I’ve had to make a few changes in my life for 2018.   We’ve always had a comfortable lifestyle, the Noellert family.  We’re not wealthy or even rich or affluent, but we’re not middle class.  Ester says were “bougie” from time to time which makes my face do this weird sideways smirk that makes people ask me if I’m in a bad mood.  That may be historically more correct than she knows but then let’s call it like it is, we’re haute bourgeoisie.  I like that more.

Our bougie lifestyle has meant Ginya and Malibu Farms quite often.  Shoppigs sprees for tops from Urban Outfitters, bottoms from Brandi Melville and a that new pair of Superstars.  Sketchboxes, Chatbooks and New York Times a-plenty–Netflixes and Spotifys and Apples galore.  You want iPhones?  We’ve got 20.  But who cares, no big deal, we buy more.

And so it goes.  The money comes and the money goes and as I try to stop the bleeding there are obvious things that can be quickly culled.  Simple subscription services are canceled with the swipe of a finger.  Budgets can be created for food and for shopping.  Tough choices need to be made for sure, but none so tough as the realization I had a couple weeks ago.  

I need to stop shooting film–maybe forever but at least for 2018 and while that realization feels like my soul is being ripped apart, between my stock and processing costs, if I’m going to get ahead of my finances I have to stop shooting on a physical medium.  So I’ve begrudgingly packed-up all of my favorites–the Leica M7 and the Mamiya 6MF and the Hassy and the FM2–in their respective bags and put them in the closet.  I have a couple rolls left to shoot out but I’m saving them for Mardi Gras or Stockholm this summer.  I am Jacks wasted life.  

I’ve charged up my M9 and taken it with me the past couple weekends.  It feels all wrong.  It goes to sleep sometimes and doesn’t wake-up in time to make the image.  Sometimes it won’t turn on at all, sometimes it refuses turn off.  It feels kinda right in the the hand but I’m shooting tons more and find I’m concentrating significantly less.  I find myself chimping.  But worst of all the images themselves feel worthless because somewhere in my head I know that they cost nothing to make.  Not only that but there’s no physical record of what had to happen for that image to exist–the image only exists when I look at it on my laptop or on the back of the camera.  Then there’s the aesthetic of the image–the just don’t look right.  The gamma is wrong, the contrast is wrong.  The colors are wrong, the sharpness is wrong, the highlights clips, the shadows are shit.  WRONG WRONG WRONG WRONG WRONG WRONG.  It’s all fucking WRONG.    

I feel fucked.  So much so that I don’t really feel like shooting anymore.  So much so that I don’t feel like sitting in lightroom and even importing these wrong images.  So much so that I don’t much care to process my last 10 rolls of film because just seeing those processed negs is just going to depress me more.  So much so that I have bothered to write a daily for at least week.  So much so that I don’t have the energy to will to post.  In the back of my mind there’s this nagging feeling.  The images that I make have always had an inherent value to me partially because I know that each and every one had a cost attached to them and I made those images because I thought that each and every one was worth that cost.  How am I supposed to feel when I can’t really afford the cost of my art anymore?  I’ve always thought my images were film worthy, but maybe they weren’t after all and what’s the point of doing something if it no longer brings you joy.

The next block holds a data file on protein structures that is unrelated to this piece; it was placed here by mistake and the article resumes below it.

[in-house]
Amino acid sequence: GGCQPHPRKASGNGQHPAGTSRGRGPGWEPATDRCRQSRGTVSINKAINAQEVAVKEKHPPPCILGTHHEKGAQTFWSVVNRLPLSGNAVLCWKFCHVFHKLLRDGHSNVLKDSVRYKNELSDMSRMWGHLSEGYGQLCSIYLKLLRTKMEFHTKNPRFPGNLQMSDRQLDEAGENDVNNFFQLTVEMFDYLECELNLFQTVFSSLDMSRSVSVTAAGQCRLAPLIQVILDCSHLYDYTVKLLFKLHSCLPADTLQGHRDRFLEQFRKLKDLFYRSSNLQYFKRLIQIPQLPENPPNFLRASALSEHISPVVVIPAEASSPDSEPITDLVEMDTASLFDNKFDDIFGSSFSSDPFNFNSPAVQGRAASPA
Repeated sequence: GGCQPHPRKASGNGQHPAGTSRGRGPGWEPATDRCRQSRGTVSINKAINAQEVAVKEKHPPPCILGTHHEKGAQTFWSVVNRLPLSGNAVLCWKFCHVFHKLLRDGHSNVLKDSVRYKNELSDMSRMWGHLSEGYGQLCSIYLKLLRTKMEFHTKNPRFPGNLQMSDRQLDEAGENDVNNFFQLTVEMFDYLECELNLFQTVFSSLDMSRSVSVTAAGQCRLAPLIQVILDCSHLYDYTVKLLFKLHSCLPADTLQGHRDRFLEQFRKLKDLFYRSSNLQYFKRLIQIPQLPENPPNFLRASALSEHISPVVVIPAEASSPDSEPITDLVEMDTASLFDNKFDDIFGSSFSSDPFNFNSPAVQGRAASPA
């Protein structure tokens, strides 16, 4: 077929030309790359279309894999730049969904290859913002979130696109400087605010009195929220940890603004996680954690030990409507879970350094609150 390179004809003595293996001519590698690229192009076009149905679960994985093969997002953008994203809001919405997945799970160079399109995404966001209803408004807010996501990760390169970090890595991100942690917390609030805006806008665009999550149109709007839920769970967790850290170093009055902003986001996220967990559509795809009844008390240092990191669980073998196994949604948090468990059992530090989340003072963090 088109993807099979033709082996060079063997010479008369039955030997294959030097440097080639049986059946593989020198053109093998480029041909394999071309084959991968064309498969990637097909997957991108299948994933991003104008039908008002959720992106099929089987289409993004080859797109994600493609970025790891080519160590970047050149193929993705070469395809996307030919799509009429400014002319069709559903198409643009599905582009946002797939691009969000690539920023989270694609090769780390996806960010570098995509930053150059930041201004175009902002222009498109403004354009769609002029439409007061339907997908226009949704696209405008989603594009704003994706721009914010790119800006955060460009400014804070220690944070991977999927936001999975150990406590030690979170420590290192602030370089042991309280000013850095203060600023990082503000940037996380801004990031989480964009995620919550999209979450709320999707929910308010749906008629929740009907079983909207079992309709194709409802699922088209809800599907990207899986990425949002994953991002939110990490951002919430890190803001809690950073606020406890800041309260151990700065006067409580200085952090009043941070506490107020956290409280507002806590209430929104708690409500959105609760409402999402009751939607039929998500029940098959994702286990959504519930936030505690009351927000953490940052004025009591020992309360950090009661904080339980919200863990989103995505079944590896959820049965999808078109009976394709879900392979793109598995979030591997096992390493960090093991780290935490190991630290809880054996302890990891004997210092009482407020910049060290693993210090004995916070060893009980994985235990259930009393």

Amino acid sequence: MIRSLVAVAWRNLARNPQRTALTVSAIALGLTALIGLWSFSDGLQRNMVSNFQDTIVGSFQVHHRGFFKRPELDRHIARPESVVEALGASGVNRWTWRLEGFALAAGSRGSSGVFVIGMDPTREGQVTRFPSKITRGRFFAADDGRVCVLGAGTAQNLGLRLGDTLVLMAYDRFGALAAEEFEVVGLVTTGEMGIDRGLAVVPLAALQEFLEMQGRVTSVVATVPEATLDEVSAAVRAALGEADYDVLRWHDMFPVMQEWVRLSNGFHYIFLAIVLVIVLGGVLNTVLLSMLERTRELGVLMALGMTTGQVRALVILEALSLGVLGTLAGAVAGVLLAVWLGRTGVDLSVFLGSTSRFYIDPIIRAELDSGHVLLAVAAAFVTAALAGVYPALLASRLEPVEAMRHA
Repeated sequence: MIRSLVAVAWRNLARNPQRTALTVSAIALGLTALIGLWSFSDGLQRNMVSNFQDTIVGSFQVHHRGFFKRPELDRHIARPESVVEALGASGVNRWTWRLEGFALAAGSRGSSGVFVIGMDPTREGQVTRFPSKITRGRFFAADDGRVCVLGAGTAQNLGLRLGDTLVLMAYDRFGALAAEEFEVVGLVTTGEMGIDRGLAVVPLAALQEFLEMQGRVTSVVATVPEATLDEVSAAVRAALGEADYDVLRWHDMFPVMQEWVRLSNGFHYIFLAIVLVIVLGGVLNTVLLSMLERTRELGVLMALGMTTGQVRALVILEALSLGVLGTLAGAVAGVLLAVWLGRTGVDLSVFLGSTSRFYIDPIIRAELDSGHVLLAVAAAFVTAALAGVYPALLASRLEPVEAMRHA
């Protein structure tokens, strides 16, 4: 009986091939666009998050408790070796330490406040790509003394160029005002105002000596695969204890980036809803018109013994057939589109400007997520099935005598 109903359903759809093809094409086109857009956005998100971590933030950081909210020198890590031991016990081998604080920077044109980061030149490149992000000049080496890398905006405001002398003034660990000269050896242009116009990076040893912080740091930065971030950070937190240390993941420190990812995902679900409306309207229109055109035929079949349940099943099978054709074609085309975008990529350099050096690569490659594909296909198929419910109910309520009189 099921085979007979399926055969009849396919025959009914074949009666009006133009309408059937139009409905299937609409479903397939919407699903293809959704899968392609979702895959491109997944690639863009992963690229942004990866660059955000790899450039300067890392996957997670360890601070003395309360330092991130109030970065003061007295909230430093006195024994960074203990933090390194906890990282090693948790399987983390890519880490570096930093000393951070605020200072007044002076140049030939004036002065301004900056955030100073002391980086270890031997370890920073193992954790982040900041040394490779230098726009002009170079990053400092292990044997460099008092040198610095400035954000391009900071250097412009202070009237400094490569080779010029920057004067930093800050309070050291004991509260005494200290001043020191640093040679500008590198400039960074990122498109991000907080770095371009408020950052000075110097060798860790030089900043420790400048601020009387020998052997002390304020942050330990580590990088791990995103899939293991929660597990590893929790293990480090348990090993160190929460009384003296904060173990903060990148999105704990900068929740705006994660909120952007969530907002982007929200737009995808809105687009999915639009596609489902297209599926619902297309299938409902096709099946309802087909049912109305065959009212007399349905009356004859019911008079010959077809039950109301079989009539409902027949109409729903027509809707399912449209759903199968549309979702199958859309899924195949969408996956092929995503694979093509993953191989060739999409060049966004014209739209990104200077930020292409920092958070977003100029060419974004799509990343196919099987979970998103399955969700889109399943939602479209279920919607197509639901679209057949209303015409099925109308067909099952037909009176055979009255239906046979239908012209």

Shot on my Leica M7 at 35mm on Kodak Portra 800 and processed at the Icon.

Hairy Scary

The idea for this image came in a flash.  Ella and I were sitting in the living room.  I was reading the Sunday New York Times and Ella was behind me, on the other side of the room brushing her hair with what could only be called extreme prejudice.  She was starting at the roots, with a big, prickly brush, and reversing the length of her hair in long, jerky strokes, punctuated with frequent grunts, sighs and what almost could be called growls.  After about 15 minutes of so near constant racket, all the grunting stopped and I looked up to see Ella staring in the mirror.  

Now we all have big hair in this family from my wife to the kids to even little old moi.  When we go to restaurants and are just about to order, the waitress will say, “My God, you guys have such amazing hair!”  When we go out shopping and Ester is trying on something and we’re all waiting around near the dressing room, one of the sales folks will walk by and say “Damn, I wish I had hair like that!”  When we’re getting on a connecting flight from London to Stockholm and we haven’t really slept in twenty or so hours, an overly cheerful flight attendant greet us as we board a shitty little commuter flight with “Well, goodness what lovely hair you all have!”